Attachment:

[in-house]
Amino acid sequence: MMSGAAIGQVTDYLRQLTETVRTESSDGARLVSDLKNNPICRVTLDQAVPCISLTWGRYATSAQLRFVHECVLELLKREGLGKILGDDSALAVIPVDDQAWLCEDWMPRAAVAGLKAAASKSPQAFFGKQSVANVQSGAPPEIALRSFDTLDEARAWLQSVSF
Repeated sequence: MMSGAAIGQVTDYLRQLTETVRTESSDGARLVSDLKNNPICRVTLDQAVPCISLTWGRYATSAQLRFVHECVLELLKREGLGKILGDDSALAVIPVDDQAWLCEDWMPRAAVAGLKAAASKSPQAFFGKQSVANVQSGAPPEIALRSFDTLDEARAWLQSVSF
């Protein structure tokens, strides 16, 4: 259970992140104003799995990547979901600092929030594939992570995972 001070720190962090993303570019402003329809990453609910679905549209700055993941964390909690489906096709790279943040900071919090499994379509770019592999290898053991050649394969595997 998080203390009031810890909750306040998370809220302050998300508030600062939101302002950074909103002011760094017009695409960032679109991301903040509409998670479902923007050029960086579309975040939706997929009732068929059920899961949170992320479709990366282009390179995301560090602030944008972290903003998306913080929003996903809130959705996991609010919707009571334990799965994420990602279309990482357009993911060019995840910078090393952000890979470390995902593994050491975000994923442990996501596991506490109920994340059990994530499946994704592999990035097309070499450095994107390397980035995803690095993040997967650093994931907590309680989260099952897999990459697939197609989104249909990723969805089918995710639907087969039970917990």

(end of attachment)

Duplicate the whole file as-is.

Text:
[in-house]
Amino acid sequence: MMSGAAIGQVTDYLRQLTETVRTESSDGARLVSDLKNNPICRVTLDQAVPCISLTWGRYATSAQLRFVHECVLELLKREGLGKILGDDSALAVIPVDDQAWLCEDWMPRAAVAGLKAAASKSPQAFFGKQSVANVQSGAPPEIALRSFDTLDEARAWLQSVSF
Repeated sequence: MMSGAAIGQVTDYLRQLTETVRTESSDGARLVSDLKNNPICRVTLDQAVPCISLTWGRYATSAQLRFVHECVLELLKREGLGKILGDDSALAVIPVDDQAWLCEDWMPRAAVAGLKAAASKSPQAFFGKQSVANVQSGAPPEIALRSFDTLDEARAWLQSVSF
């Protein structure tokens, strides 16, 4: 259970992140104003799995990547979901600092929030594939992570995972 001070720190962090993303570019402003329809990453609910679905549209700055993941964390909690489906096709790279943040900071919090499994379509770019592999290898053991050649394969595997 998080203390009031810890909750306040998370809220302050998300508030600062939101302002950074909103002011760094017009695409960032679109991301903040509409998670479902923007050029960086579309975040939706997929009732068929059920899961949170992320479709990366282009390179995301560090602030944008972290903003998306913080929003996903809130959705996991609010919707009571334990799965994420990602279309990482357009993911060019995840910078090393952000890979470390995902593994050491975000994923442990996501596991506490109920994340059990994530499946994704592999990035097309070499450095994107390397980035995803690095993040997967650093994931907590309680989260099952897999990459697939197609989104249909990723969805089918995710639907087969039970917990």